Wedding Coins: A Timeless Symbol of Love, Unity, and Prosperity

Wedding Coins: A Timeless Symbol of Love, Unity, and Prosperity


Wedding coins are a traditional element in many cultures' marriage ceremonies, symbolizing love, unity, and prosperity. These tokens, which hold deep historical and cultural significance, create lasting memories for newlyweds. In this article, we will explore the various aspects of wedding coins, including their history, cultural variations, and how to incorporate them into your own wedding.

1. The Rich History of Wedding Coins

The exchange of wedding coins has been a part of matrimonial ceremonies since ancient times, with origins in Roman and Greek traditions. Over the centuries, the practice has evolved and spread across different cultures, including Spain, Mexico, the Philippines, and Poland.

2. Roman and Greek Influences on Wedding Coins

In ancient Rome, the groom would present his bride with a gold coin called an "arrha" as a symbol of his commitment to financially support her throughout their marriage. Similarly, in ancient Greece, the groom would give his bride a silver coin called a "drachma" during the wedding ceremony, representing the couple's pledge to share their wealth and resources equally.

3. Las Arras Matrimoniales: The Spanish Wedding Coin Tradition

In Spain, the groom presents his bride with 13 gold coins, known as "las arras matrimoniales." The 13 coins represent Jesus and his 12 apostles, emphasizing the couple's shared faith and spiritual foundation. These coins are blessed by a priest and are often passed down through generations as family heirlooms.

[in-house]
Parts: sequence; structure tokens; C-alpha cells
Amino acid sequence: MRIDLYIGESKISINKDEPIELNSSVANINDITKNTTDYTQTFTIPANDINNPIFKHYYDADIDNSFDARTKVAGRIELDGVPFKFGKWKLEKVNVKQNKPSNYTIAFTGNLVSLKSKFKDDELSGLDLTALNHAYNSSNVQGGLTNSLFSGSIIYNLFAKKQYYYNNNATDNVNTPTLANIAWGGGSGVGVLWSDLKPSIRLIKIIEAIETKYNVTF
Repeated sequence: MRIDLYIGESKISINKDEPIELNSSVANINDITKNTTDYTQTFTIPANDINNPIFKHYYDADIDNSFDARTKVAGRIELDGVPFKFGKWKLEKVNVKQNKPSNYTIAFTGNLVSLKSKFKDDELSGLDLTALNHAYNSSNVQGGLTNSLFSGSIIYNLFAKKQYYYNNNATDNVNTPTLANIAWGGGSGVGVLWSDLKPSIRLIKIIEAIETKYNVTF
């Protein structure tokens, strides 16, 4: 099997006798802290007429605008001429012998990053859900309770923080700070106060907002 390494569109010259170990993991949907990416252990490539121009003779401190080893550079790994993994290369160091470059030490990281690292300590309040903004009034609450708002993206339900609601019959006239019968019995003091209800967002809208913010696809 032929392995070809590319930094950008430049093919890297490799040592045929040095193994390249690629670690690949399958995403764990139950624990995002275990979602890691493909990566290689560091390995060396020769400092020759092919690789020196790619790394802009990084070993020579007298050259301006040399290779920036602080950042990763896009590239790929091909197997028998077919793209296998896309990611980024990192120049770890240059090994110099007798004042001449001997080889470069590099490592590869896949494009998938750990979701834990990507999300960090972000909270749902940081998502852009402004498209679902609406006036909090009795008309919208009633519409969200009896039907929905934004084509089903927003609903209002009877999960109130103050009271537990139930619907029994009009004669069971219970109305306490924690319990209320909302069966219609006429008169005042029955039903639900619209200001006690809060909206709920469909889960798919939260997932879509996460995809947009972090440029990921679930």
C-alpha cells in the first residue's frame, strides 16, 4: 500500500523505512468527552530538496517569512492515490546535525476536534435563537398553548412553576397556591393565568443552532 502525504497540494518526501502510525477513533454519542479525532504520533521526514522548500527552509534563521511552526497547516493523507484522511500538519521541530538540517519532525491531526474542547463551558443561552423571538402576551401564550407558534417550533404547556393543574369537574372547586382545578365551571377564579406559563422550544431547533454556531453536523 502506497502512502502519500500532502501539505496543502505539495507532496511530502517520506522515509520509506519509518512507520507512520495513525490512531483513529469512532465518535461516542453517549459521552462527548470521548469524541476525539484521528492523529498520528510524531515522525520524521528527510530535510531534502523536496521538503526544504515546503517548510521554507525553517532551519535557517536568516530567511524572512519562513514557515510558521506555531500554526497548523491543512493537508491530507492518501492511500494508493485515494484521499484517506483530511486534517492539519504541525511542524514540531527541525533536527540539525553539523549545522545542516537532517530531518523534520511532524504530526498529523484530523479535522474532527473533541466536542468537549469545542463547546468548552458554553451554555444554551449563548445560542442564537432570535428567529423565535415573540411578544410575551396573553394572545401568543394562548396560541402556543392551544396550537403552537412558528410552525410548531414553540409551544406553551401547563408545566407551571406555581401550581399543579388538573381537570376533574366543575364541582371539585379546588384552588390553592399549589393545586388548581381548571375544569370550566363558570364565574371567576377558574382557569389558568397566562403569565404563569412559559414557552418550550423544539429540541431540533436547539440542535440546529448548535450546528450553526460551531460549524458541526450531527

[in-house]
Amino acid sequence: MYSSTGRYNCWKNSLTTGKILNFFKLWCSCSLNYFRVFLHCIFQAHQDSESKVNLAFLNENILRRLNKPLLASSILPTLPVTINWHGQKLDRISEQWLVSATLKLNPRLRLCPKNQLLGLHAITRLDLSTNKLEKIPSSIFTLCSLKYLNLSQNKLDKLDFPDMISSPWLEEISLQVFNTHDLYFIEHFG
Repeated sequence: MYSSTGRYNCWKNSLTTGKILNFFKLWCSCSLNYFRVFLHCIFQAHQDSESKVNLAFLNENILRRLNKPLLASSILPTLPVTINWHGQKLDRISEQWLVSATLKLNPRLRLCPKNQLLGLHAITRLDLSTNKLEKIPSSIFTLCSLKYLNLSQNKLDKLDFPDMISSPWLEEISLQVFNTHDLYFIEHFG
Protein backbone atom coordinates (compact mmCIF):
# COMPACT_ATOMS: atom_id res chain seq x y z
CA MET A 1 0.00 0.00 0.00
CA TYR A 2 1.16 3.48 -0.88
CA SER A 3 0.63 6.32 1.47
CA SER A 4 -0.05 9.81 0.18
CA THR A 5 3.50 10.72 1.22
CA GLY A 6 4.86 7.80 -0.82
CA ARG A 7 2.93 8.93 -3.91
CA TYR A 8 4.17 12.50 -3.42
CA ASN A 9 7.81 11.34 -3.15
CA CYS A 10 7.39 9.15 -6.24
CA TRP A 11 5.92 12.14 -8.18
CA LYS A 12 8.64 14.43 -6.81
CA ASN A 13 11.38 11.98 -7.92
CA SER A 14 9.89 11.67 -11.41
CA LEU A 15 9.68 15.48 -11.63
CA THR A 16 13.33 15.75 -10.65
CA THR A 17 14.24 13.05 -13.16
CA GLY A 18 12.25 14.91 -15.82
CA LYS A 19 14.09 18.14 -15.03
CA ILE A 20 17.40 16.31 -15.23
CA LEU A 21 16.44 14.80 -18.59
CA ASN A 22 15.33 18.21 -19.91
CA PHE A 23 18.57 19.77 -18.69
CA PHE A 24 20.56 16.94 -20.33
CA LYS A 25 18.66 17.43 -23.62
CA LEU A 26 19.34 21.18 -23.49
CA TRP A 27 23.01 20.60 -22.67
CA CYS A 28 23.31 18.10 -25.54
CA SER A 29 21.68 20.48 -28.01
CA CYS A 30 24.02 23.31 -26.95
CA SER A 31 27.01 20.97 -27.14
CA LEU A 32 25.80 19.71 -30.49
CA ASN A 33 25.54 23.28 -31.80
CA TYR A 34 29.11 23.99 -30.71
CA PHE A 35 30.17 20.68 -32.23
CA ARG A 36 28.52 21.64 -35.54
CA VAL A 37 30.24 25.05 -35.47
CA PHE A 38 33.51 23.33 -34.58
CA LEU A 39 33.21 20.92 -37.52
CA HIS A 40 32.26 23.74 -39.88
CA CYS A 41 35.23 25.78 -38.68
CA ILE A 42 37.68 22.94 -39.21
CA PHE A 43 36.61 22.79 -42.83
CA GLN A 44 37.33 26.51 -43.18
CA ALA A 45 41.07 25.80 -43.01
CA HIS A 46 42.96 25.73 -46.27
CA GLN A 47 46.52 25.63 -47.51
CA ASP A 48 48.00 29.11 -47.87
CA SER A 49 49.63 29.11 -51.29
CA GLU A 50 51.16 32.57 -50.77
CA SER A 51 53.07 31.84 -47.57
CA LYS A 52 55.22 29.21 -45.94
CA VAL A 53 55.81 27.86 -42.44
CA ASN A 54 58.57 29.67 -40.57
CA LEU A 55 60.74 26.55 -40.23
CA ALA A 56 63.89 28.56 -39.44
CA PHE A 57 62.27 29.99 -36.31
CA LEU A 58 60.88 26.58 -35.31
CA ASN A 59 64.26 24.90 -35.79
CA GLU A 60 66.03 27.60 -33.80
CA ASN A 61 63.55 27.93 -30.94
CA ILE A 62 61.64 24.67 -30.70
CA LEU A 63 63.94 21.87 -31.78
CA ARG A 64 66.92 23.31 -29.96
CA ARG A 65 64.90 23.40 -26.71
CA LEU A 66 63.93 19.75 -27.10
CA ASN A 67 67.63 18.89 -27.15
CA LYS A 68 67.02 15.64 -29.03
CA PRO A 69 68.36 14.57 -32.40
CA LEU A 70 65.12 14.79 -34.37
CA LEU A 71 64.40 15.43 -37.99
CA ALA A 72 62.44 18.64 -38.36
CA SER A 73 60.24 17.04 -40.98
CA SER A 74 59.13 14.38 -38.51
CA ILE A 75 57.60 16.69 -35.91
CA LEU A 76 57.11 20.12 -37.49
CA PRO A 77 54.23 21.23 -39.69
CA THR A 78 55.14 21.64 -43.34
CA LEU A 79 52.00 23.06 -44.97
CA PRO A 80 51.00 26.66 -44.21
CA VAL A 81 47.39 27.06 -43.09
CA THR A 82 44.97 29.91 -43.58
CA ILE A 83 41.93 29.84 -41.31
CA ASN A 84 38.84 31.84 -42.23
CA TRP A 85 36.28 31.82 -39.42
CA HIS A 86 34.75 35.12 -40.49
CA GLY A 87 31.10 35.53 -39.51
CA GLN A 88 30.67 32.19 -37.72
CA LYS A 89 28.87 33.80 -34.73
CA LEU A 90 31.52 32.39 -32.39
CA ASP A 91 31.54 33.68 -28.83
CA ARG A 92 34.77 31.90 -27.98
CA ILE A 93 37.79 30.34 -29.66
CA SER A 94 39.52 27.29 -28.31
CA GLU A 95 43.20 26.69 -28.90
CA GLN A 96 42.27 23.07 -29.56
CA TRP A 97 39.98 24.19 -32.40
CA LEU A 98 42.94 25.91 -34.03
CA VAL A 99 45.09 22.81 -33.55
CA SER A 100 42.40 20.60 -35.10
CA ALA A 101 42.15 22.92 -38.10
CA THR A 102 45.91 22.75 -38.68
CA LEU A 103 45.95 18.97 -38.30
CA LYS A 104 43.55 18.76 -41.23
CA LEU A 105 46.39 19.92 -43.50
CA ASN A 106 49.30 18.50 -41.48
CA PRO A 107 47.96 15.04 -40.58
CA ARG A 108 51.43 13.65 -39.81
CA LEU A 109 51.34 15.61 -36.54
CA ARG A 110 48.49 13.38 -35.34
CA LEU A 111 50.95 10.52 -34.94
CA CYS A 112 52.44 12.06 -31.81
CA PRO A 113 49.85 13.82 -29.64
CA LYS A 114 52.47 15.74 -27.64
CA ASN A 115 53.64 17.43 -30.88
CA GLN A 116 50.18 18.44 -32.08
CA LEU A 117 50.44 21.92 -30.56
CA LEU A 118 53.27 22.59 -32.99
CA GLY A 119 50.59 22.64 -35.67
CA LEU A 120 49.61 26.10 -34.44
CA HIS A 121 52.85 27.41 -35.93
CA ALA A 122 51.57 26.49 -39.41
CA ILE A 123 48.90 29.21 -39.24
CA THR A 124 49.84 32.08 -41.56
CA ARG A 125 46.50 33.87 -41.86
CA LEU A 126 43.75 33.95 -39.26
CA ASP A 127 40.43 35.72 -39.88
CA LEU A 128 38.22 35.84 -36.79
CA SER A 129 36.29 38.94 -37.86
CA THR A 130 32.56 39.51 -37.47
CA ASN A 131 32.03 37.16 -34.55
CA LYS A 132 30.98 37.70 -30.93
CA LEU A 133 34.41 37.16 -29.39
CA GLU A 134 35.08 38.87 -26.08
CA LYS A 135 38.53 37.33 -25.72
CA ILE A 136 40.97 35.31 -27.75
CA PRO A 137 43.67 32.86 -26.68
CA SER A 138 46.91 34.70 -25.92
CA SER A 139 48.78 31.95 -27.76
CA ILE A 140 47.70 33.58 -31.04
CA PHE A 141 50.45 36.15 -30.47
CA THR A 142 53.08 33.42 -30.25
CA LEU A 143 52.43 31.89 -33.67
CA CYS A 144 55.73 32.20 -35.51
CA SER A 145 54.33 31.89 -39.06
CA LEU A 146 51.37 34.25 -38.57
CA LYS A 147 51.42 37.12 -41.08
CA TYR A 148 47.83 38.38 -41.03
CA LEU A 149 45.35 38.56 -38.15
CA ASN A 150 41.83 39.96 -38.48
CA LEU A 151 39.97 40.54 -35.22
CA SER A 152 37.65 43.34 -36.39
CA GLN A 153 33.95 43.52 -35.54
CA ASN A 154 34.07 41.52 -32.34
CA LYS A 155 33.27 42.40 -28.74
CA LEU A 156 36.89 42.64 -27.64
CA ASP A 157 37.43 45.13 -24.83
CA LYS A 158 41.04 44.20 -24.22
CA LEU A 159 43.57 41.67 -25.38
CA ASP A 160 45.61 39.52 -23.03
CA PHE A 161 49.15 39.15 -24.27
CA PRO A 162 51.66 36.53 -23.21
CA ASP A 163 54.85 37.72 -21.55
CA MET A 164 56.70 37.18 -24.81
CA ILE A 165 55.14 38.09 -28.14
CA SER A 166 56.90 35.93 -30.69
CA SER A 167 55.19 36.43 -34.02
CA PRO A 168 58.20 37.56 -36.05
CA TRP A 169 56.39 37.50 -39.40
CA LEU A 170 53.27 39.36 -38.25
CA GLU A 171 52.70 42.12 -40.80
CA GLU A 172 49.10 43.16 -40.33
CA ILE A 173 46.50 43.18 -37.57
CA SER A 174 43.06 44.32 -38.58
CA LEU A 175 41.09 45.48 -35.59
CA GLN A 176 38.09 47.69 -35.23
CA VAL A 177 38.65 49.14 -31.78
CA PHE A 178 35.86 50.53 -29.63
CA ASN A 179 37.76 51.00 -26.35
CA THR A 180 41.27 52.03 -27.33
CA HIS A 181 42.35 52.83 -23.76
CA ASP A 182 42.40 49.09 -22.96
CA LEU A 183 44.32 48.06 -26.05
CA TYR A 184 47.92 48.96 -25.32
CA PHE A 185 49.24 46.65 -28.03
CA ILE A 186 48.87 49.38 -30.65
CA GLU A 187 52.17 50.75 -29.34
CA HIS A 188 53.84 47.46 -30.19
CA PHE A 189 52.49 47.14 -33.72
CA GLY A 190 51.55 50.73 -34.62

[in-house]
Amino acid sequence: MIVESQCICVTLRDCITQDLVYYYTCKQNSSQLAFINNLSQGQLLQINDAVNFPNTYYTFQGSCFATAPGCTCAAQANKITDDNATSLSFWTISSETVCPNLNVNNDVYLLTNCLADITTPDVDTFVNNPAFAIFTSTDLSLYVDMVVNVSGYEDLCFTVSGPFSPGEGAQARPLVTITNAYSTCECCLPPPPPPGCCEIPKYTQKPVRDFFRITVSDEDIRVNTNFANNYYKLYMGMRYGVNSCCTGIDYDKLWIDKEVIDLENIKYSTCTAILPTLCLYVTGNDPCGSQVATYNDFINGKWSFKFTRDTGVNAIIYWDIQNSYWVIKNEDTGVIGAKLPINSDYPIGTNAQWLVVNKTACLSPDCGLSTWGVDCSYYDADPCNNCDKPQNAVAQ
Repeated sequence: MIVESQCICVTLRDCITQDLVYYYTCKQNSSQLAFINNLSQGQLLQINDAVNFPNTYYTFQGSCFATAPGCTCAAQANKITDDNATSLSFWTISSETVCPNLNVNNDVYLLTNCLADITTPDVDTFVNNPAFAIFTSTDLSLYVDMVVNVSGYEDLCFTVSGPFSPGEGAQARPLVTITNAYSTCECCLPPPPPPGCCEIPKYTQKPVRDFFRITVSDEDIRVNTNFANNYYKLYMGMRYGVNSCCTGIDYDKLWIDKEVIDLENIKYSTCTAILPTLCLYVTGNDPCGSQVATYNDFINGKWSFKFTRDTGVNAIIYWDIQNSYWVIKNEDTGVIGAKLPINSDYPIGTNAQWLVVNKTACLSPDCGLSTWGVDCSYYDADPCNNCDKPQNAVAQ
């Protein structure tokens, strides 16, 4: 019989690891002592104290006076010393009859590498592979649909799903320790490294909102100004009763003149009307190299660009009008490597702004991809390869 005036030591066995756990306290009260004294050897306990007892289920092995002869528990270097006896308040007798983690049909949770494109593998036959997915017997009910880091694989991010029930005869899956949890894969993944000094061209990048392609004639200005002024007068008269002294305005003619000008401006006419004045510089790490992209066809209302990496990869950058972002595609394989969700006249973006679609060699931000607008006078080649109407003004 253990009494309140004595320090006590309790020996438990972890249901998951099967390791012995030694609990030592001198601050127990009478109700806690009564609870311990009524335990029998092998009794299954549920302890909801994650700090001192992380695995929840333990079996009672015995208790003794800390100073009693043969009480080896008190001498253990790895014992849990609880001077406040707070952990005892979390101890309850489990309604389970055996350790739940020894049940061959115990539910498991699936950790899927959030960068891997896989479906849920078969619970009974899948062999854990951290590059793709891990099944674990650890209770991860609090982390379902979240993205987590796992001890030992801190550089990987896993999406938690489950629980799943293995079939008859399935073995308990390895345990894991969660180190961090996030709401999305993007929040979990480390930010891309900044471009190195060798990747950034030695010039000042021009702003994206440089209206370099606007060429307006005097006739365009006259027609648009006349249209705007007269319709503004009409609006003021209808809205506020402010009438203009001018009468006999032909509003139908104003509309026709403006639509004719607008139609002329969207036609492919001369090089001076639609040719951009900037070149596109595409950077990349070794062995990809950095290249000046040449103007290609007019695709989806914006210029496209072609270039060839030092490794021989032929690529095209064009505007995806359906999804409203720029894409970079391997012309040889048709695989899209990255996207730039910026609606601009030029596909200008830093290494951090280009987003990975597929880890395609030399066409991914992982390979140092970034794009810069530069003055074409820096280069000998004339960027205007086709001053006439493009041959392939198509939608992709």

4. The Filipino Arrhae: A Cultural Blend

The Filipino "arrhae" tradition draws from both Roman and Spanish customs. In this practice, the groom gives his bride 13 silver coins, symbolizing his commitment to support her and their future children. The coins are typically presented on a tray or in a pouch and are blessed by a priest during the wedding ceremony.

5. The Mexican Arras Tradition

In Mexico, the wedding coin tradition closely resembles the Spanish custom. The groom presents the bride with 13 gold coins, signifying his commitment to provide for her and their future family. The bride then places the coins in a small chest, symbolizing her acceptance of the groom's promise.

6. Incorporating Wedding Coins into Your Ceremony

To include wedding coins in your ceremony, consider the following steps:

  • Select coins that are meaningful to you, whether they are traditional gold or silver coins, or personalized tokens featuring your names and wedding date.
  • Have the coins blessed by a priest, pastor, or other spiritual leader to add significance to the exchange.
  • Designate a time during the ceremony for the exchange of coins, typically after the exchange of rings or vows.
  • Incorporate cultural customs, such as having family members present the coins, or include a short explanation of the tradition for your guests.

7. Customizing Your Wedding Coins

To personalize your wedding coins, consider engraving them with your names, wedding date, or a significant quote. You can also choose coins made from different materials, such as gold, silver, or a combination of metals, to represent your unique bond.

8. Displaying and Preserving Your Wedding Coins

After your wedding, display your wedding coins as a memento of your special day. Place them in a shadow box or custom coin holder, which can be prominently displayed in your home. To keep the coins in the best possible condition, avoid handling them with bare hands, as fingerprints can cause corrosion.


Wedding coins are a timeless symbol of love, unity, and prosperity in marriage. Their historical and cultural significance transcends borders, making them a cherished aspect of many wedding ceremonies. By incorporating wedding